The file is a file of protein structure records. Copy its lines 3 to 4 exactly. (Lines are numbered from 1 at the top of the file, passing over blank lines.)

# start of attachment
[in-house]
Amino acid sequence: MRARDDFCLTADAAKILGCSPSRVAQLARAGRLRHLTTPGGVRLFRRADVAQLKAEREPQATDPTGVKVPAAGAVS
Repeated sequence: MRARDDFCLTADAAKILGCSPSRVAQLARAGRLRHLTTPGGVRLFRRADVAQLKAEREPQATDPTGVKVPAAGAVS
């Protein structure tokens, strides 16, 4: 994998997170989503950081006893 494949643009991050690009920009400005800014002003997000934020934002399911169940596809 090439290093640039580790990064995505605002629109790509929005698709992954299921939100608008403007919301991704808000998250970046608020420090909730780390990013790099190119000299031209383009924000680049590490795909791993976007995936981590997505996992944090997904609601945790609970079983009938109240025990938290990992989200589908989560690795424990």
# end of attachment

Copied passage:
Repeated sequence: MRARDDFCLTADAAKILGCSPSRVAQLARAGRLRHLTTPGGVRLFRRADVAQLKAEREPQATDPTGVKVPAAGAVS
């Protein structure tokens, strides 16, 4: 994998997170989503950081006893 494949643009991050690009920009400005800014002003997000934020934002399911169940596809 090439290093640039580790990064995505605002629109790509929005698709992954299921939100608008403007919301991704808000998250970046608020420090909730780390990013790099190119000299031209383009924000680049590490795909791993976007995936981590997505996992944090997904609601945790609970079983009938109240025990938290990992989200589908989560690795424990």